7. Woodentop

    It is very difficult to get an EPC wrong. There are some exceptions (isn’t there always!).  
    When they first came out with the idea of EPC the UK was not prepared and Labour slipped it in the failed debacle of HIP’s. Not enough assessors and to coin the phrase “white van man & co” could do it. In the early days (10 years ago) there were some shocking cases of failures and darn right fraud EPC’s. I’ve seen them. Recorded information was basic compared with today. Assessors have to document and photograph everything to prove what they record is correct. Those assessors who are unsure have the assistance of help desk, which can even be used while they are at the property and out of normal working hours. All assessors are required to be audited every 3 months and any irregularity is required to re-issue an EPC (assessors mistake) and will trigger previous and future EPCs to be audited for compliance. There are also set “trigger points” when an assessor inputs data into the software, which automatically generates an audit of the assessors work.  
    In a nutshell if an EPC is inaccurate today, it is one of three things: The assessor doesn’t understand what they can see, they incorrectly input data through lack of knowledge or deliberately improve an EPC rating by increasing “spec” that isn’t there.  
    Putting a tape measure across a property, isn’t rocket science. The measurement is what it says on the end of the tape! 2 x 2 = 4 and 4 is what should be recorded, not 3 which as an example would potentially raise a rating while a 5 would low a rating. The bigger the area, the more energy loss and energy used to replace. If an assessor cannot visibly inspect data (e.g. rendered walls, no access to loft) there is a set and extremely simple procedure to generate an EPC with the health warning included.  
    I recall many years ago when B’ham City trading standards did an check they found something like 50% were inaccurate? Things have changed since then or have they? There will always be mistakes and fraudulent EPC’s but how bad is the problem. The only people who can give a true picture are the Accreditation Schemes who hold the data.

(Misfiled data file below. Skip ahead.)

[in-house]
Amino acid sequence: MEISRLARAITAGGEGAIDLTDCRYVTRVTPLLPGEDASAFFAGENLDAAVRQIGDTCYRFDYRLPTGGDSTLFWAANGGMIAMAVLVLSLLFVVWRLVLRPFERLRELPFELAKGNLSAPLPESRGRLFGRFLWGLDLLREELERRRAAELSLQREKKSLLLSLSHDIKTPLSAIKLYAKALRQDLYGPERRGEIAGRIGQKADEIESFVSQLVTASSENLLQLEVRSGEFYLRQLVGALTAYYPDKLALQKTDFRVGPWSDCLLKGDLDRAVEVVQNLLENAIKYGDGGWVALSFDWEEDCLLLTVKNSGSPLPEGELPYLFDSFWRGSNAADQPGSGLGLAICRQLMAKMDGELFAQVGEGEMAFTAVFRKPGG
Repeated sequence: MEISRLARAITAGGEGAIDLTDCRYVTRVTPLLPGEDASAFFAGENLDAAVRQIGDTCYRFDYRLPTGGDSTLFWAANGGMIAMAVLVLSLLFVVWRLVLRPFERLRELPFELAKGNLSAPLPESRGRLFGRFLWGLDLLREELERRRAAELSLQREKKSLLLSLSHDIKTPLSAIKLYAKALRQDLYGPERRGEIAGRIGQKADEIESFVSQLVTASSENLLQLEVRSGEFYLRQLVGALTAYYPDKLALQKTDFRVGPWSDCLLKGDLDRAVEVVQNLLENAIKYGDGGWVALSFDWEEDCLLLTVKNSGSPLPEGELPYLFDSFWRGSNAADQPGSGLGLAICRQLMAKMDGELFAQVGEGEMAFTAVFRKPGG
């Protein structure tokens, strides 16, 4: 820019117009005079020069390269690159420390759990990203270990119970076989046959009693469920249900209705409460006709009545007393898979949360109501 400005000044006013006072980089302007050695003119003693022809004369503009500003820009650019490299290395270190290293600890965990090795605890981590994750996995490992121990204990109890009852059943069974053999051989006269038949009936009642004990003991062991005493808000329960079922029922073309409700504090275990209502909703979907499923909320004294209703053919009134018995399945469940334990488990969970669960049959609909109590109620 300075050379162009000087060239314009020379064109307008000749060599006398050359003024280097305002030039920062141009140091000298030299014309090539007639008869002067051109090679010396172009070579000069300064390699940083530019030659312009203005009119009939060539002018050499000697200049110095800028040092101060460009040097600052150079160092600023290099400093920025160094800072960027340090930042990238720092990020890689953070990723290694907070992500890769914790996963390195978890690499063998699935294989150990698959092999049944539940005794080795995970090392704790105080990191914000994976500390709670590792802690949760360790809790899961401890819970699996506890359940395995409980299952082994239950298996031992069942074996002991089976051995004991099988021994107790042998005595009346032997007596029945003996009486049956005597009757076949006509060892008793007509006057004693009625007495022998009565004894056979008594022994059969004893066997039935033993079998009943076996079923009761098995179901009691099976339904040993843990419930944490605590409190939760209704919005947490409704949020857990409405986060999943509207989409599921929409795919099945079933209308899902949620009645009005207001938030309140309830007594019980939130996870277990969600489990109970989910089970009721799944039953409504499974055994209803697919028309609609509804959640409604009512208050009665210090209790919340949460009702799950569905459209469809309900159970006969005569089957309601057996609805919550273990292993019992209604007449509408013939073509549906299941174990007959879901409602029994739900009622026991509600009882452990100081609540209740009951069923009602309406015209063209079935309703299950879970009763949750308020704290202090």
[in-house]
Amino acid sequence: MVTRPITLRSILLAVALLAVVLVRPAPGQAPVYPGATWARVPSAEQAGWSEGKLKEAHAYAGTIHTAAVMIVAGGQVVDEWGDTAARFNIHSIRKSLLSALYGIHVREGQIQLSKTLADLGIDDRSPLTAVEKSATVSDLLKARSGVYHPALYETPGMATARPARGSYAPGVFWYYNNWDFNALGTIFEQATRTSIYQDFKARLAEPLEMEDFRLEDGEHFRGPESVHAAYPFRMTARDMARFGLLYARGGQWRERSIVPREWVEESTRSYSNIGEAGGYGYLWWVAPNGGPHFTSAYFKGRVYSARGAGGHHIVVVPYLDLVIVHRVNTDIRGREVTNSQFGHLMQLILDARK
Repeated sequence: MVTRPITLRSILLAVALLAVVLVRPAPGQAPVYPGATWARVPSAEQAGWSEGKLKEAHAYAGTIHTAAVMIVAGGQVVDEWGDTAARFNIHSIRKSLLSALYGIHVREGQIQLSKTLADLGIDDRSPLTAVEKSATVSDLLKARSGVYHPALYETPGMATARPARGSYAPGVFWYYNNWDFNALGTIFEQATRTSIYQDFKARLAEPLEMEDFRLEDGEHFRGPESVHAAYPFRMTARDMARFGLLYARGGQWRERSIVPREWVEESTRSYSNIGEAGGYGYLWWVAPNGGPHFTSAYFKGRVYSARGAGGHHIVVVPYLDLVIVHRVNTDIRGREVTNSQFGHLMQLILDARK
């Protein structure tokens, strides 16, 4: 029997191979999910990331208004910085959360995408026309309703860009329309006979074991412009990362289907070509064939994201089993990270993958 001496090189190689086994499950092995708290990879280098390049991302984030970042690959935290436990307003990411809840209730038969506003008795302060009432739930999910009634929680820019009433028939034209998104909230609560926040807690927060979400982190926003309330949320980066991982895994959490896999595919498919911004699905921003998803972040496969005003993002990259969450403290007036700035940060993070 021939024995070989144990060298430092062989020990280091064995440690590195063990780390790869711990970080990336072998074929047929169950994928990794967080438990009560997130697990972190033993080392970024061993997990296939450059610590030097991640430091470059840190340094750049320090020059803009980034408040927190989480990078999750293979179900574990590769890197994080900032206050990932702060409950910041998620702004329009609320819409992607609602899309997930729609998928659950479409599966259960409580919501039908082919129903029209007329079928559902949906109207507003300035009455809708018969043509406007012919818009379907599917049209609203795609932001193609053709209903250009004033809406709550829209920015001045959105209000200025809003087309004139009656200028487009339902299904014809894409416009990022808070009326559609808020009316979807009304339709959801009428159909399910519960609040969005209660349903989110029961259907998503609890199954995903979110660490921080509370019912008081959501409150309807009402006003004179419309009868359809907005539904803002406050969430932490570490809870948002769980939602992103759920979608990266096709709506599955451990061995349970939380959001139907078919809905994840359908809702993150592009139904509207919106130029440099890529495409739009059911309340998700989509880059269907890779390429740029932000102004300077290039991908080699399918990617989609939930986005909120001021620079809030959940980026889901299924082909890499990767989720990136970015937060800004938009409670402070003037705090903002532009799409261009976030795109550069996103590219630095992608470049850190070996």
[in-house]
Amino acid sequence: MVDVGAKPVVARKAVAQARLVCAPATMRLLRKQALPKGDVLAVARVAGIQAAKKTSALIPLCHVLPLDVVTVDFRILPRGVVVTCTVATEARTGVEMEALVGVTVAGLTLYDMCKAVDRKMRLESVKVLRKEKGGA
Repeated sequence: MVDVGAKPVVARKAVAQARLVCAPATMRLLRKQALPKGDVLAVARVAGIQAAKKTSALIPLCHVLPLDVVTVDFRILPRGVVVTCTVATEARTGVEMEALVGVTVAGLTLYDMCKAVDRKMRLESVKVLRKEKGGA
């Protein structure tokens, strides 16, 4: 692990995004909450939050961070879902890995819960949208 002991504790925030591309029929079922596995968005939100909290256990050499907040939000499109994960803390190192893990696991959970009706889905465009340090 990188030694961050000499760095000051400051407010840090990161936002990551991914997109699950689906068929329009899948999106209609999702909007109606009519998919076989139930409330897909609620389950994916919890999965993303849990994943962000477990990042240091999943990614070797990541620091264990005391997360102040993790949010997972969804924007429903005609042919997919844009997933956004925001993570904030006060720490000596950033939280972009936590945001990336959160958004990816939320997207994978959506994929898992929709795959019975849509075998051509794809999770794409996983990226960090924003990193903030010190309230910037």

8. Mark Walker 2

    In the early days of EPCs, due to a clerical error, the same property had 2 EPCs done, 3 months apart, by the same assessor.  They came back with different results.  Why?  The property had changed size.  *narrator’s voice* the property hadn’t changed size.

    1. CountryLass

      I heard the narrator as Morgan Freeman…

  9. CountryLass

    I’m curious as to how this is the fault of me as the Agent. If I have an Energy Assessor that appears to have all the right credentials, and I have instructed the EPC, received it, paid for it and advertised it in accordance with all of the regulations, how is it my fault when the Assessor turns out to have been wrong? Knowingly using an assessor without the property certifications or one who is tweaking the figures is different, but if we have complied with all the legislation and it is the contractor who has broken the law, why should I be punished?
    If they measure the property and it’s wrong, that is their problem, not mine.

  10. rsvstu97

    We’ve all known EPC’s are just a box tick exercise. As for the agent or LL being liable utter bollox.

  11. Jireh Homes

    As a DEA who undertakes EPC for lease properties, concur the Landlord or Agent is not at risk should the EPC be in-accurate.  There can be differences between assessments on the same property, but generally small and unless borderline between Bands, not significant.  Floor area and room height are only one aspect of the survey and generally should be consistent, although some layouts can be a challenge to compute.  Build age if not known is estimated and will affect assumed insulation.  Window types / air gaps within the property can be different, boarded lofts restrict amount of insulation, access to HW cylinder, age CH pump and a few other factors can all affect the rating.  But again the difference should not be more than a few points.

    However, a more recent EPC for the identical property is typically lower due to changes in the RdSAP software, energy costs and Conventions.

    As a DEA my assessments are subject to regular audit by my Accreditation Body who review the computation against evidence, with an allowable tolerance on the computed SAP Rating.  Which is not to say all DEA consistently produce accurate Ratings, and any concerns should be raised with the Accreditation Body noted on the SAP report.

    As an aside, we have no influence on the recommendations, these being “auto-generated”.


    1. kittygirl06

      Thanks for this the big concern for me is energy costs because they are only going one way.

      I did remove an electric fire due to this. The property was combi boiler heated.

      But 2030 C required,even with all the increased insulation will older properties be able to achieve.

      I believe we are using a third less energy than 2005 but  because the energy companies are privatised they have shareholders to please.

      So energy costs increase partly to accommodate this

      Plus to offer free insulation etc they were allowed to add to energy bills an amount to cover costs.

      I read a report that to meet government Co targets we will have to stop using gas for heating. I bel Ed Millband increased the target by another 20%.

      Electric in my home is 3times higher than my gas costs combi boiler.